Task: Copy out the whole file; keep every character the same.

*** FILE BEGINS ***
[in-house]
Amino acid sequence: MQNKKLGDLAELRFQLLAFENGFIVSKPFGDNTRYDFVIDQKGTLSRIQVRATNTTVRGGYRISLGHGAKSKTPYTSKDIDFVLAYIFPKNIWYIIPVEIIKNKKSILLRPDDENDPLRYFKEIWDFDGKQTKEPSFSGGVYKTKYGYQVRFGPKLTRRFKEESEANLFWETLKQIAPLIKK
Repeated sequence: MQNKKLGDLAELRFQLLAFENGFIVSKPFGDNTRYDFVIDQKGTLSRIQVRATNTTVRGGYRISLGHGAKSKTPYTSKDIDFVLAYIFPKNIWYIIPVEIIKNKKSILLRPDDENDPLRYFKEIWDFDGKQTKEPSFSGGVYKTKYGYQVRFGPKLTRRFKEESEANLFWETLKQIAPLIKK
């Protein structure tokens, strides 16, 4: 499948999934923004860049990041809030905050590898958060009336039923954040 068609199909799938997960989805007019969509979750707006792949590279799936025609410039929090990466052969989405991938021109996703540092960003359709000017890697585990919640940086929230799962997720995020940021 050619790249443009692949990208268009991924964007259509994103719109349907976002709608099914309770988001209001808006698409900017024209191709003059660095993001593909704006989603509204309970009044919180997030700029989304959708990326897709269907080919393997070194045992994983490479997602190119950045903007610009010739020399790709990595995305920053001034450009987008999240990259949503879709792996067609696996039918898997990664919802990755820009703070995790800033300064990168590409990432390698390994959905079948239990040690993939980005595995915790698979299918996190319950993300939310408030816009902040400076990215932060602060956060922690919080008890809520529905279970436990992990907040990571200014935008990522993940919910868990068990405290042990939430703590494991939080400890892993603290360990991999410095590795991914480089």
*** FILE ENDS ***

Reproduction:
[in-house]
Amino acid sequence: MQNKKLGDLAELRFQLLAFENGFIVSKPFGDNTRYDFVIDQKGTLSRIQVRATNTTVRGGYRISLGHGAKSKTPYTSKDIDFVLAYIFPKNIWYIIPVEIIKNKKSILLRPDDENDPLRYFKEIWDFDGKQTKEPSFSGGVYKTKYGYQVRFGPKLTRRFKEESEANLFWETLKQIAPLIKK
Repeated sequence: MQNKKLGDLAELRFQLLAFENGFIVSKPFGDNTRYDFVIDQKGTLSRIQVRATNTTVRGGYRISLGHGAKSKTPYTSKDIDFVLAYIFPKNIWYIIPVEIIKNKKSILLRPDDENDPLRYFKEIWDFDGKQTKEPSFSGGVYKTKYGYQVRFGPKLTRRFKEESEANLFWETLKQIAPLIKK
């Protein structure tokens, strides 16, 4: 499948999934923004860049990041809030905050590898958060009336039923954040 068609199909799938997960989805007019969509979750707006792949590279799936025609410039929090990466052969989405991938021109996703540092960003359709000017890697585990919640940086929230799962997720995020940021 050619790249443009692949990208268009991924964007259509994103719109349907976002709608099914309770988001209001808006698409900017024209191709003059660095993001593909704006989603509204309970009044919180997030700029989304959708990326897709269907080919393997070194045992994983490479997602190119950045903007610009010739020399790709990595995305920053001034450009987008999240990259949503879709792996067609696996039918898997990664919802990755820009703070995790800033300064990168590409990432390698390994959905079948239990040690993939980005595995915790698979299918996190319950993300939310408030816009902040400076990215932060602060956060922690919080008890809520529905279970436990992990907040990571200014935008990522993940919910868990068990405290042990939430703590494991939080400890892993603290360990991999410095590795991914480089």